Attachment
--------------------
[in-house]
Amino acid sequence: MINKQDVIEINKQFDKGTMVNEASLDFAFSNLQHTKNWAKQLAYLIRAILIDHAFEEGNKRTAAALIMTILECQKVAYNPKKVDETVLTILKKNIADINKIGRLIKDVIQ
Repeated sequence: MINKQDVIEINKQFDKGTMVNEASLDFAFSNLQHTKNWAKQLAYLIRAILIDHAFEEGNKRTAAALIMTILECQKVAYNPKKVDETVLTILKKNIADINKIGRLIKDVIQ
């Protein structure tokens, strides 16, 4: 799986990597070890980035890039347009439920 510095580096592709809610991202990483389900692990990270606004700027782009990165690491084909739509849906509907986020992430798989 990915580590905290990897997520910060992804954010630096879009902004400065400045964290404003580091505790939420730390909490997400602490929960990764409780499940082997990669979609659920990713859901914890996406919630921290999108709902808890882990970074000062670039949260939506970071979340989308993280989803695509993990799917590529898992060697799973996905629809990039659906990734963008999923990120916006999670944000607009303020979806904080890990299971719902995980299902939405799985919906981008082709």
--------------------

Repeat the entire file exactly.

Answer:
[in-house]
Amino acid sequence: MINKQDVIEINKQFDKGTMVNEASLDFAFSNLQHTKNWAKQLAYLIRAILIDHAFEEGNKRTAAALIMTILECQKVAYNPKKVDETVLTILKKNIADINKIGRLIKDVIQ
Repeated sequence: MINKQDVIEINKQFDKGTMVNEASLDFAFSNLQHTKNWAKQLAYLIRAILIDHAFEEGNKRTAAALIMTILECQKVAYNPKKVDETVLTILKKNIADINKIGRLIKDVIQ
């Protein structure tokens, strides 16, 4: 799986990597070890980035890039347009439920 510095580096592709809610991202990483389900692990990270606004700027782009990165690491084909739509849906509907986020992430798989 990915580590905290990897997520910060992804954010630096879009902004400065400045964290404003580091505790939420730390909490997400602490929960990764409780499940082997990669979609659920990713859901914890996406919630921290999108709902808890882990970074000062670039949260939506970071979340989308993280989803695509993990799917590529898992060697799973996905629809990039659906990734963008999923990120916006999670944000607009303020979806904080890990299971719902995980299902939405799985919906981008082709």